The Passsionate Shepherd Essay, Research Paper
Contrasting Conditions of the Heart
People cannot exist within the context of society, without encountering the contrasting polarities of the human heart. The theme in Christopher Marlowe’s poem “The Passionate Shepard to His Love” (circa 1600 A.D.), and the theme in Sir Walter Raleigh’s poem “The Nymph’s Reply to the Shepard” (circa 1552? -1618 A.D.), portray the contrasting themes of love and hate.
Christopher Marlowe’s poem “The Passionate Shepard to His Love” is a poem that manifest hope, love and eternal optimism. Marlowe’s character is the archetype of goodness and strength. Marlowe chose a shepherd for his character, because a shepherd represents; goodness, strength, and independence. The character recalls the biblical significance denominated to a shepherd that of a leader, a provider of sorts. To date some denominations of Christian religions still call their congregations “flocks” and their leader a “Pastor.”
The first stanza of Marlowe’s poem is about a proposal that offers a future and offers the most beautiful condition of human existence . . . love “Come live with me and be my love” (1). With this line the shepherd is making clear his intentions of marriage. The author chose the word “come” because of the conviction it conveys. He is not saying “would” or “could.” No doubt is placed as to the shepherd’s love. The shepherds love also is also boundless: “That valleys, groves, hills and fields/ Woods, or steepy mountain yields” (3-4).
Love is again offered in the form of symbolic gifts. Some gifts symbolize the shepherd’s inner beauty: “And I will make thee beds of roses/With a thousand fragrant poises” (9-10). These gifts are not material; they are labours of love meant to symbolize the beauty he is offering. Other gifts introduce a sense of materialism:
A gown made of the finest wool
Which from our pretty lambs we pull;
Fair lined slippers for the cold,
With buckles of the purest gold. (13-16)
The gown and the slippers are gifts designed to protect and provide warmth. However, the mention of fine wool and buckles of gold are designed to introduce the character’s ability to provide worldly wants. The final gifts offered are intended to appeal to the lover’s sense of materialism: “A belt of straw and ivy buds/With coral clasps and amber studs” (17-18). All of the senses of the lover are being appealed to, the shepherd is fulfilling his promise “And we will all the pleasures prove” (2).
Stanza number six concerns itself with the future “For thy delight each May morning” (22). The mention of each May morning is intended to let the shepherd’s love know that he is looking past the immediate and into the future. The future is also painted as an optimistic and cheerful future”The shepherds’ swains shall dance and sing” (21).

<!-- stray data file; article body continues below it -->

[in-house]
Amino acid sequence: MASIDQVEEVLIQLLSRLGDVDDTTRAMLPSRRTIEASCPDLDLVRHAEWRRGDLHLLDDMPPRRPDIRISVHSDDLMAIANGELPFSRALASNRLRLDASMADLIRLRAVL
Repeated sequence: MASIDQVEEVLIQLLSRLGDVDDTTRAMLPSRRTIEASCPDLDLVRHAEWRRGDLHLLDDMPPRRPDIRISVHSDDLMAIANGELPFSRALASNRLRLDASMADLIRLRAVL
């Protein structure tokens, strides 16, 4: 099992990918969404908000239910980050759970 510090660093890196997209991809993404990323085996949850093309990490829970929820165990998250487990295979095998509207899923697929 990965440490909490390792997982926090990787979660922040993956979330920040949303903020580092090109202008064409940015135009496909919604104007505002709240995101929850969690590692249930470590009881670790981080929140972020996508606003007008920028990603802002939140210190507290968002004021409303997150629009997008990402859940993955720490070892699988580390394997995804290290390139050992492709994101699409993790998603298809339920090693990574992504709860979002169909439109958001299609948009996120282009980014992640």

Overall “The Passionate Shepherd to His Love” is a poem that introduces a persona of goodness, offerings of gifts, and a future filled with love. In contrast Sir Walter Raleigh’s poem “The Nymph’s Reply to the Shepherd,” portrays the darkest of the conditions of the human heart . . . hate.
Sir Walter Raleigh’s character in “The Nymph’s Reply to the Shepherd,” is portrayed as a pessimistic, experienced persona who rejects love and all that the shepherd has to offer “If all the world and love were young/And truth in every shepherd’s tongue” (1-2). These two lines reveal the Nymph’s unrealistic and experienced outlook at life. Expecting all the world and love to remain young is not reasonable. The reference to truth in every shepherd’s tongue reveals that negative experiences have tainted the nymph’s soul.
There is hate in all of the Nymph’s replies, it is especially prevalent as the nymph refuses everything that the shepherd is offering, including his gifts “Soon break, soon whither, soon forgotten” (15). This line is intended to let the shepherd know that beautiful things can fulfill her. Further rejection comes in the fifth stanza “All these in me no means can move” (19). Nothing that the shepherd can do will appeal to her.
The nymph’s view of the future is also negative “The rest complains of care to come” (8). For every offer of the possibility of a future, the nymph has a hopeless reply “Is fancy’s spring, but sorrow’s fall” (12). The sixth stanza deals with the final rejection and demonstrates the impossibility for a future “But could youth last, and love still breed/Had joys no date, nor age no need” (21-22). Youth can not last forever, nor does joy have no date, nor age no need.
Marlowe’s poem and Sir Walter Raleigh’s poem depict two of the most powerful and contrasting emotions a human can feel. Marlowe’s poem is one of hope beauty and most important, endless love. By contrast Raleigh’s poem is jaded by tainted experiences, feelings of despair, and hate. In life let us pray that the people we meet will be more like the Shepherd and that we never meet a persona like the Nymph.